Nobody else claims that privilege of self-pronouncing themselves "objective," in this manner anymore. Even the top scientists don't have that degree of absolute certainty in the infallibility of their observations -- so how can those much further down the line, with much less understanding, make such an assertion unless they have no idea what the word meant? For surely, that is what it means -- that these reporters have no idea what they are talking about -- but are writing to the limitations of their own understanding.

So in a time and age when these opportunities present themselves, one really should avail themselves of these unprecedented opportunities to find out what is going on for themselves because that is the wave of the future -- and not more mediated (second-hand)knowledge. Most people don;t know better -- or even more. But some do.

And not everybody can recognize that -- and some don't want to; their minds are already made up -- about the story, the angle they want to write about, and are only looking for the "facts" that confirm what they already think.

That's the real significance of the information and communications revolution -- not simply more of the old information and communications, with its many layers of intermediaries, interpreters, experts, studies, polls -- telling us what to think.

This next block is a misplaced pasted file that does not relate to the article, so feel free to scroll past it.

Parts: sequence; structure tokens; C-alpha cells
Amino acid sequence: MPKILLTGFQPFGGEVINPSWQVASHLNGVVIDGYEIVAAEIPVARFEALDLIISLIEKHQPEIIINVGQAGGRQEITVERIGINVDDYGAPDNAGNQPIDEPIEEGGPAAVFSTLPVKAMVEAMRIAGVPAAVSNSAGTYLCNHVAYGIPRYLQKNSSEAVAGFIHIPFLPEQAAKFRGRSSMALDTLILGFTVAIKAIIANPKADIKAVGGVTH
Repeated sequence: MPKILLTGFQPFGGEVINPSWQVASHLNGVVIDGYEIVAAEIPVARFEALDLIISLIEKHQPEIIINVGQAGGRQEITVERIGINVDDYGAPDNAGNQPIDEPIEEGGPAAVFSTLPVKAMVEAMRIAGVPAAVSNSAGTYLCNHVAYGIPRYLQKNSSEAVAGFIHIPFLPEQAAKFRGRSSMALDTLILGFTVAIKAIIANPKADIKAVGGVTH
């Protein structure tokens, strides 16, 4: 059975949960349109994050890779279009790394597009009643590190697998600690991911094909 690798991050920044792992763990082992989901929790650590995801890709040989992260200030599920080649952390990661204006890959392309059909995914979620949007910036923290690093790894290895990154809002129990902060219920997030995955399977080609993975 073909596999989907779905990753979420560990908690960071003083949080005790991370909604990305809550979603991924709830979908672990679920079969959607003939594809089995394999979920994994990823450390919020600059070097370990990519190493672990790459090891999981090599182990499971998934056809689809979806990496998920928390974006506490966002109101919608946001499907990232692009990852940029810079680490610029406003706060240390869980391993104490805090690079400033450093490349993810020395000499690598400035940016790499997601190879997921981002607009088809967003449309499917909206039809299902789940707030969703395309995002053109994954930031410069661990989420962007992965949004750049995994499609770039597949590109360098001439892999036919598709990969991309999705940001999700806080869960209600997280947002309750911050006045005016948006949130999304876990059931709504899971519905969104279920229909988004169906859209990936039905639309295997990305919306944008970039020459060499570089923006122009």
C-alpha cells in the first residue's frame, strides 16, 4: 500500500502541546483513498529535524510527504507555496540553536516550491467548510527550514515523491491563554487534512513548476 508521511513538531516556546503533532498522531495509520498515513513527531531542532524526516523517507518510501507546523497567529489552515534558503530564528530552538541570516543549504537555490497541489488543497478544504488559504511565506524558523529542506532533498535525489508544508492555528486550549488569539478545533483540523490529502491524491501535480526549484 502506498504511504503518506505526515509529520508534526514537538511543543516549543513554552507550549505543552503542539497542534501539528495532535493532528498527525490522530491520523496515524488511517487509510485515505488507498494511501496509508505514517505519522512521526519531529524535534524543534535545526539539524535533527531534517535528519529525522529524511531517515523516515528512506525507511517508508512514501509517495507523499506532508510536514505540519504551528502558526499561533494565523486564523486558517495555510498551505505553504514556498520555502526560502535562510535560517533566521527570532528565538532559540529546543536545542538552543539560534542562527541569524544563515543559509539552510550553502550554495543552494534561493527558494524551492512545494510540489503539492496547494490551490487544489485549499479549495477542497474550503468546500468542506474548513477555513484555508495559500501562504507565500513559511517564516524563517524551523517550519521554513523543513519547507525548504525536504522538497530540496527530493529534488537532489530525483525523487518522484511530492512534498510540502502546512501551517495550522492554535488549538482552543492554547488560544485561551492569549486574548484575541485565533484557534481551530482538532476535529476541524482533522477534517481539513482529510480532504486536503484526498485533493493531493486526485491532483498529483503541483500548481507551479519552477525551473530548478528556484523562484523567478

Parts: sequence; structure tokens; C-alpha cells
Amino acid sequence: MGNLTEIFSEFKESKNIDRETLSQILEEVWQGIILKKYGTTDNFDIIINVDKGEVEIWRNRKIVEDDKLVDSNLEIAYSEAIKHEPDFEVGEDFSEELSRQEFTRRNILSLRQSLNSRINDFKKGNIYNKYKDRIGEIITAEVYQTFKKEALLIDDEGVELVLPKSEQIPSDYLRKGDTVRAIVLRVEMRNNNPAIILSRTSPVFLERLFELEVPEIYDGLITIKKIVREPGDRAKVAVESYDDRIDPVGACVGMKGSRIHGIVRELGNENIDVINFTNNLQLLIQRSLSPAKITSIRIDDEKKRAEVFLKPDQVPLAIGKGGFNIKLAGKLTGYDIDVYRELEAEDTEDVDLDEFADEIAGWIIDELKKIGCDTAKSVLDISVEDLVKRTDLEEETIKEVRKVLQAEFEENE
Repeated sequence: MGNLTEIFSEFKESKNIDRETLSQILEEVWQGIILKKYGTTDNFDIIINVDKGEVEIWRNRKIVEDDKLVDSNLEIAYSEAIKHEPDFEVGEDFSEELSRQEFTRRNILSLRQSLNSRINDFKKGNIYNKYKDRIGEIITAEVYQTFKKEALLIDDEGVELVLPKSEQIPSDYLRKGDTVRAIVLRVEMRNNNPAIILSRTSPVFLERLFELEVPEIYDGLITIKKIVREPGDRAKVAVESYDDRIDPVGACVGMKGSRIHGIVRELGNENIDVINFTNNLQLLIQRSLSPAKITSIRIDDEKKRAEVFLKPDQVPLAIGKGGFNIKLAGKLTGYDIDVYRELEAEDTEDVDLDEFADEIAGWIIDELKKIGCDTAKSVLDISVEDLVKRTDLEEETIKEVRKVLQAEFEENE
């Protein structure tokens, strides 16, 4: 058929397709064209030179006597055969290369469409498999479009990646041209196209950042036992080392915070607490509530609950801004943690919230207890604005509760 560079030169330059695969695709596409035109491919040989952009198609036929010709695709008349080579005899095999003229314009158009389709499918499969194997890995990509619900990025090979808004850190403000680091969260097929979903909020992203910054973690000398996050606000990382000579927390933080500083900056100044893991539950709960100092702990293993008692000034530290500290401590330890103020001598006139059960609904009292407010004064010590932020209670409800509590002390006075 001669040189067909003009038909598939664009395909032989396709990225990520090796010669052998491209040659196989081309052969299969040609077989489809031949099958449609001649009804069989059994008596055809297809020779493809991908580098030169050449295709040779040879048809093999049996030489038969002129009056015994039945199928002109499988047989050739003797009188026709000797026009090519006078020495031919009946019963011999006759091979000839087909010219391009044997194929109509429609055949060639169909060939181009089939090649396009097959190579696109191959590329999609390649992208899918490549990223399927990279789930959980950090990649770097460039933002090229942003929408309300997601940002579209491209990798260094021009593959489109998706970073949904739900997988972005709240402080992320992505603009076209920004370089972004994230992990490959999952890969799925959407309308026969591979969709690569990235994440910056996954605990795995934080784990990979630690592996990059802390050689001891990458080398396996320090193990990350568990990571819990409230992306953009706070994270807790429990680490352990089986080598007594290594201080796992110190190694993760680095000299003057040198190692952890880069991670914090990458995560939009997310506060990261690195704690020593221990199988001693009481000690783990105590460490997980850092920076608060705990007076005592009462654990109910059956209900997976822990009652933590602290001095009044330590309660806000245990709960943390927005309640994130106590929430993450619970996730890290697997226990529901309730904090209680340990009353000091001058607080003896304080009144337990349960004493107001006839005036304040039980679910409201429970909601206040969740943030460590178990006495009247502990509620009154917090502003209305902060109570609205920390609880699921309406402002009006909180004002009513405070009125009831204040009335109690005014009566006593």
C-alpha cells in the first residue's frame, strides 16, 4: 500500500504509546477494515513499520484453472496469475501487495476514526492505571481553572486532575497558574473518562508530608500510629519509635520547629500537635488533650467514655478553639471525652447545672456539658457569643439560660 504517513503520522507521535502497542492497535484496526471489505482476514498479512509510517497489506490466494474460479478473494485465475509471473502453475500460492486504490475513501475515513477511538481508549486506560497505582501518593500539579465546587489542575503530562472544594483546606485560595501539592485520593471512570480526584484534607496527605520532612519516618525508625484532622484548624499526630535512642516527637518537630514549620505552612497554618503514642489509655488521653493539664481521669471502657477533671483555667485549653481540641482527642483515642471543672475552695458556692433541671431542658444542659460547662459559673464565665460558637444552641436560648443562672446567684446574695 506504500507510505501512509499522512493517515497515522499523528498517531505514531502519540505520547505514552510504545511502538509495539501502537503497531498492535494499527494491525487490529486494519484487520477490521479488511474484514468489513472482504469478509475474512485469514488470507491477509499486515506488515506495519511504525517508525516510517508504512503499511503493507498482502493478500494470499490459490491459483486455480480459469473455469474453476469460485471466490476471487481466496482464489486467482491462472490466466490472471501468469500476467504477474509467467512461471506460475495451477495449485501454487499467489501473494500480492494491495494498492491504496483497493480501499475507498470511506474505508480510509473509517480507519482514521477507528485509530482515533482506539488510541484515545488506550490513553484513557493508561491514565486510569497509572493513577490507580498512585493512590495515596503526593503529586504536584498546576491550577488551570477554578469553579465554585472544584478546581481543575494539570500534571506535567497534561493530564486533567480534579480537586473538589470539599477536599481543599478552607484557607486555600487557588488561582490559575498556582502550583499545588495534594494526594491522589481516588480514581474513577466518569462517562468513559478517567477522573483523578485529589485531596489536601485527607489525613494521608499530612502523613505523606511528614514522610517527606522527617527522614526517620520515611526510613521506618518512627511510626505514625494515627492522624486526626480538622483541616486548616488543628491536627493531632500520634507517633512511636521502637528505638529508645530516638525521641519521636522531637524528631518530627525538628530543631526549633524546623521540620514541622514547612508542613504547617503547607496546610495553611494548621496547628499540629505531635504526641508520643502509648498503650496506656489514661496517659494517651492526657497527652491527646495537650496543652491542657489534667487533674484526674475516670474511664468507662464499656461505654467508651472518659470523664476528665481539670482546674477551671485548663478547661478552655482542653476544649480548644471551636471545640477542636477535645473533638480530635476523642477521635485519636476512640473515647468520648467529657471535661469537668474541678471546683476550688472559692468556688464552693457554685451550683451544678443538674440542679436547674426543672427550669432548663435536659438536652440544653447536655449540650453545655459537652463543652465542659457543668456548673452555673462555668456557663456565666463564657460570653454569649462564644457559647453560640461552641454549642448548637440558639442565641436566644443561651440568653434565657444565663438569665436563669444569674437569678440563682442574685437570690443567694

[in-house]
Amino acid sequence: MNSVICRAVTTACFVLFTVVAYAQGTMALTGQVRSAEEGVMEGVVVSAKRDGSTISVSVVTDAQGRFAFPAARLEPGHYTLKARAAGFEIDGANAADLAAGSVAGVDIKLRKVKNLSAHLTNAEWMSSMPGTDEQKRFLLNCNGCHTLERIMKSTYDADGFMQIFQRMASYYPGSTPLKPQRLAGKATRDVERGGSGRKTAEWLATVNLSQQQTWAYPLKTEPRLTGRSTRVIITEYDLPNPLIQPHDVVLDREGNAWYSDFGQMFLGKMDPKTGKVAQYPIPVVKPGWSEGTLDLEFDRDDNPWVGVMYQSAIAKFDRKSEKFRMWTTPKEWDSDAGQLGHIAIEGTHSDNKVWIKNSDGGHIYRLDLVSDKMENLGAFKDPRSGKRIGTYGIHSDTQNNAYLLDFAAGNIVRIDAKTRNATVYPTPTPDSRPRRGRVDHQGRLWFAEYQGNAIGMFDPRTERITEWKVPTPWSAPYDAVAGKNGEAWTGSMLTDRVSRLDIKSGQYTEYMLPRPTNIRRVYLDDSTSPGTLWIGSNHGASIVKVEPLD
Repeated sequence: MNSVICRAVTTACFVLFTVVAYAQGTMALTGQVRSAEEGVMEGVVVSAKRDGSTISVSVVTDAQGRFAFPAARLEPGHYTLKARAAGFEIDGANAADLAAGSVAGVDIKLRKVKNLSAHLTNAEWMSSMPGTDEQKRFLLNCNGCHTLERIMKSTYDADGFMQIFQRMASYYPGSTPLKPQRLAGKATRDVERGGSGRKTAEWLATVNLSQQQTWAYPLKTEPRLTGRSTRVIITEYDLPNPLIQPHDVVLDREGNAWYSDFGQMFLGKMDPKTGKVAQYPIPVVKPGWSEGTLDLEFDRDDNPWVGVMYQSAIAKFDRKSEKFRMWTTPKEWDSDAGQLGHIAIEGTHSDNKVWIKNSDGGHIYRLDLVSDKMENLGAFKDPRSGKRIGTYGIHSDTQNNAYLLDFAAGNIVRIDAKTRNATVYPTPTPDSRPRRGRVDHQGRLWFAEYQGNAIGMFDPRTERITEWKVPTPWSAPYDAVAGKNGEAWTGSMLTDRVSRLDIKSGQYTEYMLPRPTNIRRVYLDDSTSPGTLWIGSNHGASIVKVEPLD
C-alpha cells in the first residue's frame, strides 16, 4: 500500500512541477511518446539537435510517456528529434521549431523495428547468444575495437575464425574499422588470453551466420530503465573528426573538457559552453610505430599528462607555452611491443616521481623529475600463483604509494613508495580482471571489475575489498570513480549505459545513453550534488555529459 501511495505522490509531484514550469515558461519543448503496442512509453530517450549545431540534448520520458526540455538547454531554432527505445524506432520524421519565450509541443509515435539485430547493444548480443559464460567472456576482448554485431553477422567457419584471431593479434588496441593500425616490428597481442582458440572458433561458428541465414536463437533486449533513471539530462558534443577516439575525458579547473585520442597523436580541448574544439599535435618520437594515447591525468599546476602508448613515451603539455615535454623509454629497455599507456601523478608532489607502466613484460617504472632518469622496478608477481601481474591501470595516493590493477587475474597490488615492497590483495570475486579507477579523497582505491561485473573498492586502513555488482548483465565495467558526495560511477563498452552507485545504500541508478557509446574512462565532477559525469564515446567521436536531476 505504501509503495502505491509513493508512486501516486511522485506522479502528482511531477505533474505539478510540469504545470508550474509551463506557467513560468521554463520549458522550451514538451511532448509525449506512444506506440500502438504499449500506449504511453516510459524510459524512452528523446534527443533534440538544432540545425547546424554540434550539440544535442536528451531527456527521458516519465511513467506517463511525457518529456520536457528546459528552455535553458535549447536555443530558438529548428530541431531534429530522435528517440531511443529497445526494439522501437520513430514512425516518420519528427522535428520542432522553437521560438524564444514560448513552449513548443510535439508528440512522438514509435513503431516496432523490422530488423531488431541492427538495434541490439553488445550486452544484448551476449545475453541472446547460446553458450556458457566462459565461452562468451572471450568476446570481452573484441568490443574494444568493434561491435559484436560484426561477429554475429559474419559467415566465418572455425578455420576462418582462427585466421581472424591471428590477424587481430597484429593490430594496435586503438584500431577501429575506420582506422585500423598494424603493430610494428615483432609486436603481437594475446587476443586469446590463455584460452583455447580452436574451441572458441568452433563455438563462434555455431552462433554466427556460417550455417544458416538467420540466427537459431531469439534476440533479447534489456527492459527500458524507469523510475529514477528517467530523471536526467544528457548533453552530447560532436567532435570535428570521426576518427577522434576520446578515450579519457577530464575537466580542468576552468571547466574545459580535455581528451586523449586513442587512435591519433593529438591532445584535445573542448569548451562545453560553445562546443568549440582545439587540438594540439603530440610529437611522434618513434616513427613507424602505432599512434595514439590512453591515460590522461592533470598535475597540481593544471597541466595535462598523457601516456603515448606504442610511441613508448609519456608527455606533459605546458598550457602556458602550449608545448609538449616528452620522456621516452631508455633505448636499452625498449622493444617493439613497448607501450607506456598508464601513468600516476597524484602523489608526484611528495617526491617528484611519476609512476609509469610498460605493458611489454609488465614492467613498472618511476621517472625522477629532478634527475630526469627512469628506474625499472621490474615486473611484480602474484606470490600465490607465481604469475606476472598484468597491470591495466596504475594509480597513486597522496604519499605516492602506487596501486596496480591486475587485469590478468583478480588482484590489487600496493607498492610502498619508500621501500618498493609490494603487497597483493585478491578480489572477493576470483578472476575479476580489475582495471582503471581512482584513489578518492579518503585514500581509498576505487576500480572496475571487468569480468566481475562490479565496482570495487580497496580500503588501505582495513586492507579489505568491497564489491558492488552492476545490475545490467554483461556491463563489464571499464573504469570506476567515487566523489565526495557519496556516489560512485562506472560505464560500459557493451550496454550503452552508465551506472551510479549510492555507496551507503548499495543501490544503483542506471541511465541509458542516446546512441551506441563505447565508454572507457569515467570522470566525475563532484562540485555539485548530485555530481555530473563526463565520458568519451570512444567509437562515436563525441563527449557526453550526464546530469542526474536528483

We get to find out and think for ourselves. In that way, the world is already better.

At May 25, 2006 7:50 PM, Blogger Mike Hu said...

The future of the newspaper is no longer the professional journalist and that infrastructure, but is likely to be a compilation of essays by the people who originate the knowledge in the first place.

Their language structure is integral to the process of discovery and insight -- whereas the AP (Associated Press) style presumes authority, even while it may have none. It's all about seeming to know -- rather than actually knowing, and good readers can tell that difference.

The Internet and all its shenanigans, have caused the evolution of readers who can make those distinctions quite clearly and easily. They are forensic readers -- they can read what is said, what is meant, and what the writer wishes to hide or doesn't understand, and everything he does understand.